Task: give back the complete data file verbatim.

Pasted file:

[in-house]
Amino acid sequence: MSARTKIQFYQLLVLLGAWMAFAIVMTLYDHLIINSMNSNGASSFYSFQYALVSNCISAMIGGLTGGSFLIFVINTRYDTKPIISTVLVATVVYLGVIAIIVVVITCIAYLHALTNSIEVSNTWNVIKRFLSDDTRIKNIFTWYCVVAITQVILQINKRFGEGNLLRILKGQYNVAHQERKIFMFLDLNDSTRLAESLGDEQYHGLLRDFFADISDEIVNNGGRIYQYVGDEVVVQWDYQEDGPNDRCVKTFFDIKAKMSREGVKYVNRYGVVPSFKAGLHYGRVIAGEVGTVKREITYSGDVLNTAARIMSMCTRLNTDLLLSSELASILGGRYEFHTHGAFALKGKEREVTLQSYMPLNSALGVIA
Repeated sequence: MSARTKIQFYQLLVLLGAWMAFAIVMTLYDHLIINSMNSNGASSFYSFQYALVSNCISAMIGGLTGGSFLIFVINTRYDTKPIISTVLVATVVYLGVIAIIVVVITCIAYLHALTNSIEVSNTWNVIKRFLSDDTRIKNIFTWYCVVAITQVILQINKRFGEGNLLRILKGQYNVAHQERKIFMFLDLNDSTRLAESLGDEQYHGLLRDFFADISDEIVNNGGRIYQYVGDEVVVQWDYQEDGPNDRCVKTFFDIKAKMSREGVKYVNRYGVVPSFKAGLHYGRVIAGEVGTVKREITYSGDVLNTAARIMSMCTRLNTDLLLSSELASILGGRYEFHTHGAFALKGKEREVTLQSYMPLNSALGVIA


[in-house]
Amino acid sequence: MSARTKIQFYQLLVLLGAWMAFAIVMTLYDHLIINSMNSNGASSFYSFQYALVSNCISAMIGGLTGGSFLIFVINTRYDTKPIISTVLVATVVYLGVIAIIVVVITCIAYLHALTNSIEVSNTWNVIKRFLSDDTRIKNIFTWYCVVAITQVILQINKRFGEGNLLRILKGQYNVAHQERKIFMFLDLNDSTRLAESLGDEQYHGLLRDFFADISDEIVNNGGRIYQYVGDEVVVQWDYQEDGPNDRCVKTFFDIKAKMSREGVKYVNRYGVVPSFKAGLHYGRVIAGEVGTVKREITYSGDVLNTAARIMSMCTRLNTDLLLSSELASILGGRYEFHTHGAFALKGKEREVTLQSYMPLNSALGVIA
Repeated sequence: MSARTKIQFYQLLVLLGAWMAFAIVMTLYDHLIINSMNSNGASSFYSFQYALVSNCISAMIGGLTGGSFLIFVINTRYDTKPIISTVLVATVVYLGVIAIIVVVITCIAYLHALTNSIEVSNTWNVIKRFLSDDTRIKNIFTWYCVVAITQVILQINKRFGEGNLLRILKGQYNVAHQERKIFMFLDLNDSTRLAESLGDEQYHGLLRDFFADISDEIVNNGGRIYQYVGDEVVVQWDYQEDGPNDRCVKTFFDIKAKMSREGVKYVNRYGVVPSFKAGLHYGRVIAGEVGTVKREITYSGDVLNTAARIMSMCTRLNTDLLLSSELASILGGRYEFHTHGAFALKGKEREVTLQSYMPLNSALGVIA